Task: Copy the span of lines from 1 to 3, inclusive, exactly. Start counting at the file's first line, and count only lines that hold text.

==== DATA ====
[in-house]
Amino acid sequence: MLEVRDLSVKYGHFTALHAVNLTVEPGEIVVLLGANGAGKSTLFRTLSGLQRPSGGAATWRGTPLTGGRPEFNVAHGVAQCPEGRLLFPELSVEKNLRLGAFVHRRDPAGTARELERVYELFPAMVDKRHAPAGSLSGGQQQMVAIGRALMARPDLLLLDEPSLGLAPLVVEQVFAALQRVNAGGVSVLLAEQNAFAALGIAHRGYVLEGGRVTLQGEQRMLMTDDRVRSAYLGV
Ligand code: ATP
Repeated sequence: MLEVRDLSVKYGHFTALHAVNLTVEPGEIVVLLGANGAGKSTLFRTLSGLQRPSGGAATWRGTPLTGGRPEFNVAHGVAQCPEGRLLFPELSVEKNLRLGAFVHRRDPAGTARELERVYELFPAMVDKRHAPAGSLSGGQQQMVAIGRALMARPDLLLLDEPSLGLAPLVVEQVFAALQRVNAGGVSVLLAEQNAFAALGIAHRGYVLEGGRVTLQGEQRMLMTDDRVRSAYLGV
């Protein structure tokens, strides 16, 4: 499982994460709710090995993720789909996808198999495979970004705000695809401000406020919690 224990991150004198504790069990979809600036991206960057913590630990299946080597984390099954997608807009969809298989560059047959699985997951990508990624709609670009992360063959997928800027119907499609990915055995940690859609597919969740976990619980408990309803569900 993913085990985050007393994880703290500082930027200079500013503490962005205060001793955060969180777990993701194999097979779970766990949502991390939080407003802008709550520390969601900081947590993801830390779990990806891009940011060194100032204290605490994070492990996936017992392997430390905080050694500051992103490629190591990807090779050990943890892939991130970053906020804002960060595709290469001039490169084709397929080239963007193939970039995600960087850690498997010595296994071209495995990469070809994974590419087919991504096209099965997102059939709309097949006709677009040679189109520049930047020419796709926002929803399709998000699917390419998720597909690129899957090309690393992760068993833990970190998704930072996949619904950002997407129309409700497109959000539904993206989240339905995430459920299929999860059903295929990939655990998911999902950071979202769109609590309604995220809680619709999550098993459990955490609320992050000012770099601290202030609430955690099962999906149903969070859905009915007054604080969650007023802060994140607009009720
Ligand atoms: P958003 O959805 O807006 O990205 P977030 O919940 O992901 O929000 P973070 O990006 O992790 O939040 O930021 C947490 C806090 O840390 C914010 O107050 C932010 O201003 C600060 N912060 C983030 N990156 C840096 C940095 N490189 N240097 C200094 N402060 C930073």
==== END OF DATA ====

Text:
[in-house]
Amino acid sequence: MLEVRDLSVKYGHFTALHAVNLTVEPGEIVVLLGANGAGKSTLFRTLSGLQRPSGGAATWRGTPLTGGRPEFNVAHGVAQCPEGRLLFPELSVEKNLRLGAFVHRRDPAGTARELERVYELFPAMVDKRHAPAGSLSGGQQQMVAIGRALMARPDLLLLDEPSLGLAPLVVEQVFAALQRVNAGGVSVLLAEQNAFAALGIAHRGYVLEGGRVTLQGEQRMLMTDDRVRSAYLGV
Ligand code: ATP